Gland, Switzerland (17th January): On the eve of the World Economic Forum’s annual meeting in Davos, as companies prepare to gather to set the agenda for a more sustainable world, WWF’s palm oil scorecard reveals that they are falling short when it comes to supporting sustainable palm oil production and tackling tropical deforestation. No company has attained the top score in WWF’s new assessment, which reviews what global brands are doing to reduce adverse impacts caused by the unsustainable sourcing of the most popular vegetable oil from vulnerable tropical habitats.
When produced irresponsibly, palm oil can have a devastating impact on forests, species, communities and the global climate. Despite many long-standing commitments by brands and industry coalitions to eliminate the destruction of nature, including deforestation, from their palm oil supply chains, the scorecard shows that most companies still have a long way to go before they can prove to consumers that they are delivering on these promises. Meanwhile, only one company, the consumer goods manufacturer Ferrero, has scored over 20 points (out of the maximum 22), sending an encouraging signal to the rest of the industry that sustainable and deforestation-free palm oil is achievable. Rounding out the top 5 companies in the Scorecard are Edeka, Kaufland, L’Oréal and IKEA.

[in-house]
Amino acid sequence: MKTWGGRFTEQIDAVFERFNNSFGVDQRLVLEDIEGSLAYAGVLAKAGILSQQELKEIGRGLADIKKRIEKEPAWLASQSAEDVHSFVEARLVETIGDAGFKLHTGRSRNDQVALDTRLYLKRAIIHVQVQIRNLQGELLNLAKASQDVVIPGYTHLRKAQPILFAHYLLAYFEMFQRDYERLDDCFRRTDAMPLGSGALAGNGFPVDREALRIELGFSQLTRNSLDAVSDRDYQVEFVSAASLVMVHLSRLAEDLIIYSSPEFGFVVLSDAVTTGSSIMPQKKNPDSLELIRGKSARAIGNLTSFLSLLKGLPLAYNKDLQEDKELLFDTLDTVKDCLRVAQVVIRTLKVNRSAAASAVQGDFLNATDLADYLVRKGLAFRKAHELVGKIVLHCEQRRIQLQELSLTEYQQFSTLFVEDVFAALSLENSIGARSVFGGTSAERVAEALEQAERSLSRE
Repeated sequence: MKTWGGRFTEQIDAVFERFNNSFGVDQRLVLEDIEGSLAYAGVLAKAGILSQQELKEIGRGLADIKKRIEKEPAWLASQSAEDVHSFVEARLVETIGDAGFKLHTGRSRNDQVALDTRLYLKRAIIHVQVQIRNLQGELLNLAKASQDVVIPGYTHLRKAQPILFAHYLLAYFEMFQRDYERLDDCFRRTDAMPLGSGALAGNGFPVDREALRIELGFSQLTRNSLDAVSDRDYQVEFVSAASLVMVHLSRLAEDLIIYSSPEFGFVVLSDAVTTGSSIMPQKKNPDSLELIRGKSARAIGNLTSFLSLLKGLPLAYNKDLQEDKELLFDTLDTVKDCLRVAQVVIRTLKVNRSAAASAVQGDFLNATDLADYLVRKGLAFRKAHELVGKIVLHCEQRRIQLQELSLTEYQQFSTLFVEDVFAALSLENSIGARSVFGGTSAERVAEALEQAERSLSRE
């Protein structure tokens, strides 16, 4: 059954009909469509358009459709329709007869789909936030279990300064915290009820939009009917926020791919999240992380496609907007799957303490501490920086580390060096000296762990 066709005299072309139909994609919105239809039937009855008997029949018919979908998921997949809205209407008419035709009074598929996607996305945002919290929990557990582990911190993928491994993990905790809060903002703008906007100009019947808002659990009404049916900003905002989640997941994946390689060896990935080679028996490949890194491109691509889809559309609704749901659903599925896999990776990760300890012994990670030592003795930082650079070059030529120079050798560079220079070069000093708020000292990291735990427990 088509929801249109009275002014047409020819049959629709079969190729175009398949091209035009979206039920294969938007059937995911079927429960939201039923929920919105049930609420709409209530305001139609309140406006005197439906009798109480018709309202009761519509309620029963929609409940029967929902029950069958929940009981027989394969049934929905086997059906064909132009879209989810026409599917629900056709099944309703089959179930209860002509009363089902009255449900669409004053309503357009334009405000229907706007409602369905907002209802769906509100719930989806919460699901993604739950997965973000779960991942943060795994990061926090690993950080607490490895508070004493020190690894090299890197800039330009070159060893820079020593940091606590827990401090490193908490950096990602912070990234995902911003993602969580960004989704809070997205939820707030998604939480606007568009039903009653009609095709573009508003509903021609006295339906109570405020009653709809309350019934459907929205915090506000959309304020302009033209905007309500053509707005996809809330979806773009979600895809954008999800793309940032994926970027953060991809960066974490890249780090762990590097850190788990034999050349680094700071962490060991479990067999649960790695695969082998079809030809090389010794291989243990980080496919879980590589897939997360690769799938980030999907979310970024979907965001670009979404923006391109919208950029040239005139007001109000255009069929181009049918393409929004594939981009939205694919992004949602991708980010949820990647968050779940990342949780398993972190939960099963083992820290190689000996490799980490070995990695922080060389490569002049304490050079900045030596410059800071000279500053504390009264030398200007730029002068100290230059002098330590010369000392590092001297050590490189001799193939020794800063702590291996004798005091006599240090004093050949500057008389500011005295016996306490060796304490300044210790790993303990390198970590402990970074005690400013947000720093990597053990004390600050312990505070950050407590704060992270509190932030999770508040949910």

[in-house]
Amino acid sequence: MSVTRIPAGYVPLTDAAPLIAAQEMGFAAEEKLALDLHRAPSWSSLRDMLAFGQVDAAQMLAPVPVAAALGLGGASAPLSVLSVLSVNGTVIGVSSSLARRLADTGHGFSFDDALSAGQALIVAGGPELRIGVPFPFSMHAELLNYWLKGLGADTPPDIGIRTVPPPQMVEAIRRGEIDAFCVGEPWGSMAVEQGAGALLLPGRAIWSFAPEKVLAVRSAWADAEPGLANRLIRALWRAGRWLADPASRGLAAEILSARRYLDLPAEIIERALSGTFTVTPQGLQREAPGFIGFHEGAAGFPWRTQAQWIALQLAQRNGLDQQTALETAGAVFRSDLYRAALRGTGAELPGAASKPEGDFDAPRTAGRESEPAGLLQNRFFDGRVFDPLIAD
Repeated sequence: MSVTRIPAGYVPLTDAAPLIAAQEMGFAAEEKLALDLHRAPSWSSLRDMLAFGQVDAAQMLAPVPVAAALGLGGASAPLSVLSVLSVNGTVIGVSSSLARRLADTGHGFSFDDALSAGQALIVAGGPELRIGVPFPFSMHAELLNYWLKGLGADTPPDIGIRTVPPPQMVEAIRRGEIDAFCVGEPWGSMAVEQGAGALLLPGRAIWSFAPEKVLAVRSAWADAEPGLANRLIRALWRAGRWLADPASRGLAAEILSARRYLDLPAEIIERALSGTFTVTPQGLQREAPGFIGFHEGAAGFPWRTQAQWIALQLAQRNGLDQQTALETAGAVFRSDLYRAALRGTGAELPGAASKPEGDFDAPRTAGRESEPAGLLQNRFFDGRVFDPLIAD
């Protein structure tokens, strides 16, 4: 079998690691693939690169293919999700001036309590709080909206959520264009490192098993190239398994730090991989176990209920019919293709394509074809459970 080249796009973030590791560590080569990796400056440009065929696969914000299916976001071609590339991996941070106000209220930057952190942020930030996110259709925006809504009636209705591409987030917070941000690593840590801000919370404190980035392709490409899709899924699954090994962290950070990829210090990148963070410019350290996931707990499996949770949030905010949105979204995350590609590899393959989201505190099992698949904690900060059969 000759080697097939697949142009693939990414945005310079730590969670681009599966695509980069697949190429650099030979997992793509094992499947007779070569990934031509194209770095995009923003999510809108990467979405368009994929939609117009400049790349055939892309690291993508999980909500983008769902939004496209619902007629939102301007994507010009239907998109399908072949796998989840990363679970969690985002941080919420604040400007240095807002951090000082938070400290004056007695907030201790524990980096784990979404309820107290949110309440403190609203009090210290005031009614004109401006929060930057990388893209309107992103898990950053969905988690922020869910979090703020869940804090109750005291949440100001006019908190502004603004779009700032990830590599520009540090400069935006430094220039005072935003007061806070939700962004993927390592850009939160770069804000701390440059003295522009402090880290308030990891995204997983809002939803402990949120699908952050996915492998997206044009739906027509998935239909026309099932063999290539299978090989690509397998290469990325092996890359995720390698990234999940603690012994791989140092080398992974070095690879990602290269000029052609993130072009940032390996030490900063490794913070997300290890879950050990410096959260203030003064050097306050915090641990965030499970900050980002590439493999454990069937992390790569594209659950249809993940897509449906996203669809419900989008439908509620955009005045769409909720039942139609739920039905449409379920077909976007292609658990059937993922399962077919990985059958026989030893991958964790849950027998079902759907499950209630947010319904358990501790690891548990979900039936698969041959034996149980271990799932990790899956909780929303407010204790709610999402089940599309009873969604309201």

In this fifth edition of a decade-long series, the new WWF’s Palm Oil Buyers Scorecard examines 173 major retailers, consumer goods manufacturers and food service companies from the US, Canada, Europe, Australia, Singapore, Indonesia and Malaysia. Companies range from iconic brands such as Carrefour, L’Oreal, McDonald’s, Nestlé, Tesco, and Walmart among others. As we enter 2020 and a new decade, this Scorecard has reset the bar for companies with the expectation that they take commensurate, accelerated action in response to the planet’s escalating environmental and climate challenges.